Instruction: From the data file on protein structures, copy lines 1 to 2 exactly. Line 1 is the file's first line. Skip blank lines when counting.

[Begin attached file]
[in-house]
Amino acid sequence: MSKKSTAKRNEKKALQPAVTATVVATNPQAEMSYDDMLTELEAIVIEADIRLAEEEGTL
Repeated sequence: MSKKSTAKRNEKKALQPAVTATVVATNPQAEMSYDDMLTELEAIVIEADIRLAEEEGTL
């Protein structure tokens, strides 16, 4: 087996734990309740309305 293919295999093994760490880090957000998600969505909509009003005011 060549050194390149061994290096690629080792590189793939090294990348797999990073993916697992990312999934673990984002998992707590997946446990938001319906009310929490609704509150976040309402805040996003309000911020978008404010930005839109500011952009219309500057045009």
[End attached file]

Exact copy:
[in-house]
Amino acid sequence: MSKKSTAKRNEKKALQPAVTATVVATNPQAEMSYDDMLTELEAIVIEADIRLAEEEGTL